If it’s constant high SPL and with music the other occupant doesn’t especially like, I understand - I’d be bothered too. Let’s just talk about the equipment being there.
I have two good friends who significantly limit the results they get from good equipment using WAF as an explanation (as I said, unfortunately in the UK our houses are small so space really is at a premium and it’s very rare to have a large dedicated room). I extended my house to get a 30’ by 20’ hifi room (it’s actually the lounge but is big enough to get big bass traps and other room treatment in without filling the room, I was lucky to have the funds to do it and a wide enough house).
One of these friends has top-end Naim500 stuff (lots of boxes and lots of power supplies and lots of cables) with B&W 802D3s. The room isn’t large and the bass build up horrifically at around 30hz. He likes the heft but the bass colours everything else. His dealer just tells him how wonderful it sounds. The other friend has ML SL3s with Moon gear in a small room. He too has a single prominent resonance but uses WAF as the reason not to put a 4" thick panel on a wall.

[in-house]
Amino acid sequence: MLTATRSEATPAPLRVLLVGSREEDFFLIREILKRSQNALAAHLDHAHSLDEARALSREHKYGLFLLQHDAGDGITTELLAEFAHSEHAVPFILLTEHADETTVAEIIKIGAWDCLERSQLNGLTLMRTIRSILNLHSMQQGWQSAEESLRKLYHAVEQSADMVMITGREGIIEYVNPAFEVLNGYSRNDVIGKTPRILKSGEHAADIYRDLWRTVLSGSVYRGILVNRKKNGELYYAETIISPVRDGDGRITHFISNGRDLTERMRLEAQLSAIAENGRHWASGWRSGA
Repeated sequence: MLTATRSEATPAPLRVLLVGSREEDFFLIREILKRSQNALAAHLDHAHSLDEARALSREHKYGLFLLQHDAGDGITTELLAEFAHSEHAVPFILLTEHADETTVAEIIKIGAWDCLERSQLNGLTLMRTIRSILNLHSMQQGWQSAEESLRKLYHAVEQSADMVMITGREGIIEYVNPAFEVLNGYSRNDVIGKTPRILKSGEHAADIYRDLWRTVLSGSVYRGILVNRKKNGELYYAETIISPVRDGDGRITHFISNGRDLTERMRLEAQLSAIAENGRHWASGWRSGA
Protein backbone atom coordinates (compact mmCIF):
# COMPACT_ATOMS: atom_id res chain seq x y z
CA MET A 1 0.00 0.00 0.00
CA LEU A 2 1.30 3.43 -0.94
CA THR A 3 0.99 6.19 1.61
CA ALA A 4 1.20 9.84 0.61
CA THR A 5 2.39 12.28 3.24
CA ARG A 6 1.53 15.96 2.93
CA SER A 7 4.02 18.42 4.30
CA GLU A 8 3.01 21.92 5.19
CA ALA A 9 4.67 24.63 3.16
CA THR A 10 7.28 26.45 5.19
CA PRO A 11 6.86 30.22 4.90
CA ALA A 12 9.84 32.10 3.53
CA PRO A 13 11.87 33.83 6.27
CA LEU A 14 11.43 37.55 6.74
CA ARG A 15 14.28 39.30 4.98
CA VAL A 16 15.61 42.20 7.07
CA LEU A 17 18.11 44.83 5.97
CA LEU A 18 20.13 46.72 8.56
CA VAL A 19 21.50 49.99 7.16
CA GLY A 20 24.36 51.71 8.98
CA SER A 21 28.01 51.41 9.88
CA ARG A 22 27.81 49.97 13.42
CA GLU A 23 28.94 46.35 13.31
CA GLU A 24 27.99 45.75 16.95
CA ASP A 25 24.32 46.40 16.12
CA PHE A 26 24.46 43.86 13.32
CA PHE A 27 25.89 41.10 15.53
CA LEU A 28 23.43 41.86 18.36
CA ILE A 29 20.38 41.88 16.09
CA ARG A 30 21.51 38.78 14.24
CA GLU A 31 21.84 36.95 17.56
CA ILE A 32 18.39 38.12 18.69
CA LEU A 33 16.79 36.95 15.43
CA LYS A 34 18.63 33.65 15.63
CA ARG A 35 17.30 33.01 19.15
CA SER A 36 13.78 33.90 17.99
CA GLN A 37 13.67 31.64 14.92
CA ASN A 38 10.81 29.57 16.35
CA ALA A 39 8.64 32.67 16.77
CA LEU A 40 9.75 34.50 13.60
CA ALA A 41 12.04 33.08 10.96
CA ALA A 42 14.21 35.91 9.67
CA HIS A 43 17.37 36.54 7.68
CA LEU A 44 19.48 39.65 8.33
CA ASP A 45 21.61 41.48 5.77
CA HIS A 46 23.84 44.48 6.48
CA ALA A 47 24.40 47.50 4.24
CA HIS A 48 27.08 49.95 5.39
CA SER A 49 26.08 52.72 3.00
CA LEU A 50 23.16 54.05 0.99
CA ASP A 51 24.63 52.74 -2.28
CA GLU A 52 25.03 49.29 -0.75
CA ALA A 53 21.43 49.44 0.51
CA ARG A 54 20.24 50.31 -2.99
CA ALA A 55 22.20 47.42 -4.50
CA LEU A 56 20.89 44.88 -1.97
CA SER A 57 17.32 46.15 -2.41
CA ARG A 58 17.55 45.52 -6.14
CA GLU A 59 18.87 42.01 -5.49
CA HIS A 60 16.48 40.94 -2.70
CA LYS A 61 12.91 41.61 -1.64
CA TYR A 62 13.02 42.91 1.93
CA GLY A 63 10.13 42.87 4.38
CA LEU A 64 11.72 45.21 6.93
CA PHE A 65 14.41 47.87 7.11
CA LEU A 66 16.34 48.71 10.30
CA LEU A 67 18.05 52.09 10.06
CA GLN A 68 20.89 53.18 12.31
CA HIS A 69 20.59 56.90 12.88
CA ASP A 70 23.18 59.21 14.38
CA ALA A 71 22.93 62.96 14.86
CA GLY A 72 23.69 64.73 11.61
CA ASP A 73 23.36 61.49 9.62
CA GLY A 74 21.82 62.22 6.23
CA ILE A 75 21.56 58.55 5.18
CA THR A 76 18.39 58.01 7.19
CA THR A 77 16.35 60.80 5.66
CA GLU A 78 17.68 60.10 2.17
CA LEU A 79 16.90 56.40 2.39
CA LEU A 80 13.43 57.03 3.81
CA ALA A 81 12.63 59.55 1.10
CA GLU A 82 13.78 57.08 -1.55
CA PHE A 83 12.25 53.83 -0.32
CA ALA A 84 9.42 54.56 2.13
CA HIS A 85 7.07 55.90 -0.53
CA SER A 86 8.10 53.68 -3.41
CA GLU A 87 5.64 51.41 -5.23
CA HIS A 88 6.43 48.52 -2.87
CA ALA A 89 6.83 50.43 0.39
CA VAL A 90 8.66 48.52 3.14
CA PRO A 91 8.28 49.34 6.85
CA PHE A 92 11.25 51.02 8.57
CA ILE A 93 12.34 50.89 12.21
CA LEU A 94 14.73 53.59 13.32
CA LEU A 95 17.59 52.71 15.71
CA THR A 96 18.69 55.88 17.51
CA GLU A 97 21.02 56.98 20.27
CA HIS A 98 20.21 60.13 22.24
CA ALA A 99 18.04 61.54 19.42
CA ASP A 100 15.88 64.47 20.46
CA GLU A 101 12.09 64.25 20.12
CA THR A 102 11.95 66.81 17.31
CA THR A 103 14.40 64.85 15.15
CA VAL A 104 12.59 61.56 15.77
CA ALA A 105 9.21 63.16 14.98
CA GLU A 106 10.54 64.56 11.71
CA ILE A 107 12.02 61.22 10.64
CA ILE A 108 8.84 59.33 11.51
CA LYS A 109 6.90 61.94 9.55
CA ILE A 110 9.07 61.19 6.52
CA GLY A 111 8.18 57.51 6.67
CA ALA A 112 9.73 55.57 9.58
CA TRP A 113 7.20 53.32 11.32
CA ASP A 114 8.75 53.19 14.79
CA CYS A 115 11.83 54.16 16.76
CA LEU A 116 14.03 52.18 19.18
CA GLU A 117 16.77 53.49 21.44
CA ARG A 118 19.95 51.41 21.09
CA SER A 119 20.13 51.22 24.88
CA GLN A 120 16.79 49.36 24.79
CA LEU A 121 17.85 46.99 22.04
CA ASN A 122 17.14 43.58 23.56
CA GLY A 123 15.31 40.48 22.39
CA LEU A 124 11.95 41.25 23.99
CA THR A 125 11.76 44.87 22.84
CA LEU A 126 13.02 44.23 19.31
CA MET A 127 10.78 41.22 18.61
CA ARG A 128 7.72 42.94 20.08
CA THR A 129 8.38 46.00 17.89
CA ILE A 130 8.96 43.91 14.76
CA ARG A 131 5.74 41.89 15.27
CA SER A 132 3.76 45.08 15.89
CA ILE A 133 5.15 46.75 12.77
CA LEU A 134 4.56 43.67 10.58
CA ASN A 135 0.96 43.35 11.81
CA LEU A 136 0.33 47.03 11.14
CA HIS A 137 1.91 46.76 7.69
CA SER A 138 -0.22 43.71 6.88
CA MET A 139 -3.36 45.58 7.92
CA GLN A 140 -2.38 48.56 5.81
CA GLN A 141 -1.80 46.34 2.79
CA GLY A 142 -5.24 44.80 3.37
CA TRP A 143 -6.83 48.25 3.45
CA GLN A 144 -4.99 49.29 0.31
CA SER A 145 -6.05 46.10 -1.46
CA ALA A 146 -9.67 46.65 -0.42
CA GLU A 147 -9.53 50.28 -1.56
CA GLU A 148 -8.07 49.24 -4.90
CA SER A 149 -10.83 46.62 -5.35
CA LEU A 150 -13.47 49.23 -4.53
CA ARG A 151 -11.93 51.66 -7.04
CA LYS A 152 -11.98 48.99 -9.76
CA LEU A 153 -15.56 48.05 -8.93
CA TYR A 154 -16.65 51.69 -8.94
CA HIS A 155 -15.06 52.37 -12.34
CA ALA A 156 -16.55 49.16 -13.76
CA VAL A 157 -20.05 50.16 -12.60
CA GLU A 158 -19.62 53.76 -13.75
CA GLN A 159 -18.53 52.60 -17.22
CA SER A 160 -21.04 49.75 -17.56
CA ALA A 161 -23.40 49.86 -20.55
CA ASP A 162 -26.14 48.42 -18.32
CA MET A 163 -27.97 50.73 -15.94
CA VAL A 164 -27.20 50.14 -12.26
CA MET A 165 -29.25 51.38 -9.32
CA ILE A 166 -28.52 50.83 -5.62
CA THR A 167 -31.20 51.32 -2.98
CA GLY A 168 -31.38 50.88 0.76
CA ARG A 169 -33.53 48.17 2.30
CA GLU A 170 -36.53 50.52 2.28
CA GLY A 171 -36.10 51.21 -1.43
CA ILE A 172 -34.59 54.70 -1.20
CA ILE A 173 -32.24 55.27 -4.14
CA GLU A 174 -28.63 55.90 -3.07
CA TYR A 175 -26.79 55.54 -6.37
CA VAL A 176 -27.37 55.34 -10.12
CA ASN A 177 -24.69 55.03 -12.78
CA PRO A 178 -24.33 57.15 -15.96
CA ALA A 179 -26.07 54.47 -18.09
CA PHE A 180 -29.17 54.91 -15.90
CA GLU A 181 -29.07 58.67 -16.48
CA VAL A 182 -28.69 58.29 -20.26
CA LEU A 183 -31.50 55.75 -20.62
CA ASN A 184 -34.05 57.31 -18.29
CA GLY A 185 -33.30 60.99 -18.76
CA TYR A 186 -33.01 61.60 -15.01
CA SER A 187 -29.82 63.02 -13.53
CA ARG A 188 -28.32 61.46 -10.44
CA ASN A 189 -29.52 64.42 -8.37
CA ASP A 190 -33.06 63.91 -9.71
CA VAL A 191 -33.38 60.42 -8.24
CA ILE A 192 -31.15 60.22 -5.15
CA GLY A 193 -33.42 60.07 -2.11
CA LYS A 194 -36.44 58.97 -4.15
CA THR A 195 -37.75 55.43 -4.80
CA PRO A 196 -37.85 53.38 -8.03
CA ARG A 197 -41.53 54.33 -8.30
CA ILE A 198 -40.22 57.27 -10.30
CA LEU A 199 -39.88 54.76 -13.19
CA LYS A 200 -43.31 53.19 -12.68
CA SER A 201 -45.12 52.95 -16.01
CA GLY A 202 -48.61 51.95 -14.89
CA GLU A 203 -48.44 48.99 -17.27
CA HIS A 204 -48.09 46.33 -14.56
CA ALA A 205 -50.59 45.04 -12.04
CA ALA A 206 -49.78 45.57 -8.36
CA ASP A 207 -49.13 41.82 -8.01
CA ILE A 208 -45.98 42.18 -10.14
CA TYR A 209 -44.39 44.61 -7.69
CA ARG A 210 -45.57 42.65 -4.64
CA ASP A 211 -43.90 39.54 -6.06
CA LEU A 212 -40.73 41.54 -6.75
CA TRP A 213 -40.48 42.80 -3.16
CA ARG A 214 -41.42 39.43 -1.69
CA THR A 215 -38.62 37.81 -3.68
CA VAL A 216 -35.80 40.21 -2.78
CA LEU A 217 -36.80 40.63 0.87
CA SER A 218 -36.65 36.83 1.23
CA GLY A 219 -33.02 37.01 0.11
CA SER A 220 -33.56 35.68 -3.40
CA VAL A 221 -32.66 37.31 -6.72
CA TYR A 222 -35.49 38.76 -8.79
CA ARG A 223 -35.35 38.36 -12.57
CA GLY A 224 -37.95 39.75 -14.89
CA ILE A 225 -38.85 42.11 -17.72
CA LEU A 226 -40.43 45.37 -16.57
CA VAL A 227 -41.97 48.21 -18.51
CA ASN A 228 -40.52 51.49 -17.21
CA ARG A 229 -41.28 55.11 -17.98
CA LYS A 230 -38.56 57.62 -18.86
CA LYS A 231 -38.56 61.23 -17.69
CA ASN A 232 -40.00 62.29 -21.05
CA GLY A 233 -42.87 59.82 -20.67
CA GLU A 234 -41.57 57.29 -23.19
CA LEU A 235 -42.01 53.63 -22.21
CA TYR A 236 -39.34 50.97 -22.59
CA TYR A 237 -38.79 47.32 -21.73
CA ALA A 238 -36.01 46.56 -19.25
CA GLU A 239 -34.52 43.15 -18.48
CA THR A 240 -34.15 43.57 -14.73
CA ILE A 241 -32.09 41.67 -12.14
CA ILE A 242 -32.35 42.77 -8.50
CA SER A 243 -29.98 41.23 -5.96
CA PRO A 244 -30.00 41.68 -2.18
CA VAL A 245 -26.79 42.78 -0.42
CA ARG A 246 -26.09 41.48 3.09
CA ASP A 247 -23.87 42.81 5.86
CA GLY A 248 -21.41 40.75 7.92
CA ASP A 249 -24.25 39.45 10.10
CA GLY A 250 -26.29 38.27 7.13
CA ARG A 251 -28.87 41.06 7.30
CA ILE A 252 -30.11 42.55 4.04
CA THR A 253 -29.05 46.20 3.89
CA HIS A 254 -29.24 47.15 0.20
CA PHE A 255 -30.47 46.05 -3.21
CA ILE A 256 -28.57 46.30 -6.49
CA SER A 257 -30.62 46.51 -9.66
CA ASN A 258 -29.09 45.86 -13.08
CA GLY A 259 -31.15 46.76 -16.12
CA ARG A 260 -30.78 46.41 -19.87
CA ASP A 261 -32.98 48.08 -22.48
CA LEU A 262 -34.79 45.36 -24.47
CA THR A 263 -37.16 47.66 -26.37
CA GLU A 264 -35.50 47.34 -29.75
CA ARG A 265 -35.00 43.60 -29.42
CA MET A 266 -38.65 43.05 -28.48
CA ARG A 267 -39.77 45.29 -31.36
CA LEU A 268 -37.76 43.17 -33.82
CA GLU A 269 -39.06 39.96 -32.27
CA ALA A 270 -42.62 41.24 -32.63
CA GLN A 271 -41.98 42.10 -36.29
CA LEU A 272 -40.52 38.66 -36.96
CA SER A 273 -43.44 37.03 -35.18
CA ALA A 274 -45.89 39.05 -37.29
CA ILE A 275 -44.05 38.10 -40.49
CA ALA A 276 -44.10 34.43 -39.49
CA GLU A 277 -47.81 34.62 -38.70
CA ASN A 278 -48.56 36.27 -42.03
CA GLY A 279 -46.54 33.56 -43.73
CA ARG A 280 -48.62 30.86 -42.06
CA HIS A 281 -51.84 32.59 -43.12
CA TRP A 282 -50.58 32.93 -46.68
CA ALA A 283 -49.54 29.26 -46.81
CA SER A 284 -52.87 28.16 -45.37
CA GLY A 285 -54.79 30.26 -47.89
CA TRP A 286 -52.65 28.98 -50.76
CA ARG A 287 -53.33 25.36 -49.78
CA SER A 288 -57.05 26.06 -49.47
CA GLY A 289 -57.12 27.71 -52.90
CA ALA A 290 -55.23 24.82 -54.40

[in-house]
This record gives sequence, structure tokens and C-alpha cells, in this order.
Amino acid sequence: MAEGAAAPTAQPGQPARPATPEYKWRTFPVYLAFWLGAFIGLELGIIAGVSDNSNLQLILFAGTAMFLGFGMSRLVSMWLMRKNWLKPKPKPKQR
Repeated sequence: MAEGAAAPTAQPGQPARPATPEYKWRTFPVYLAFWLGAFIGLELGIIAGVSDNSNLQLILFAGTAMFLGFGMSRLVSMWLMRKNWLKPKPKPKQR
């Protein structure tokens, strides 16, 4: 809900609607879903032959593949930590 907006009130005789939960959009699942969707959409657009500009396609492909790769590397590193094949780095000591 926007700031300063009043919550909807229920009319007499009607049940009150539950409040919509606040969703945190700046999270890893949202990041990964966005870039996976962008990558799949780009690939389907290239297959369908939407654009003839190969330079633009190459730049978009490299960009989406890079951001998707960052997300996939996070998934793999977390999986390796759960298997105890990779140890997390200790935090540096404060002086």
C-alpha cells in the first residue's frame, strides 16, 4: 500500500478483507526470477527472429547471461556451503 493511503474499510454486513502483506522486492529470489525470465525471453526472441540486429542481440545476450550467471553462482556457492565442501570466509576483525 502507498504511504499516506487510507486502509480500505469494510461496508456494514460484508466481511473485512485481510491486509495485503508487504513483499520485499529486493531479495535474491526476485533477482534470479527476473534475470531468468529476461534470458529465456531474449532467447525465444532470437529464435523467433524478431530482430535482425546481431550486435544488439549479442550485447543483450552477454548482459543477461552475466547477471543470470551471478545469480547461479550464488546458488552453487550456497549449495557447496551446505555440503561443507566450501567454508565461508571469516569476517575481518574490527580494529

When I built my room I couldn’t get my old gear to sound good so completely replaced it (just like my old room I incorporated lots of acoustic treatment and have the means to compensate for changes to frequency response). However, I still had a huge bass suckout in the seating position. I got an acoustic engineer in to take measurements and he recommended four huge RPG bass traps. They certainly helped even out the bass (however I still have the suckout). By chance I’ve had two prominent experts hear my system, one said ‘what a great system’, the other said ‘you should be very proud of what you’ve achieved’ (regarding the acoustic engineer I’d used, he knows him and said that in his opinion he’s useless!).
You can tell I have strong opinions on things, but I also have lots of experience in using multiamped and both analogue and digital crossovers, I have ‘a thing’ about active operation.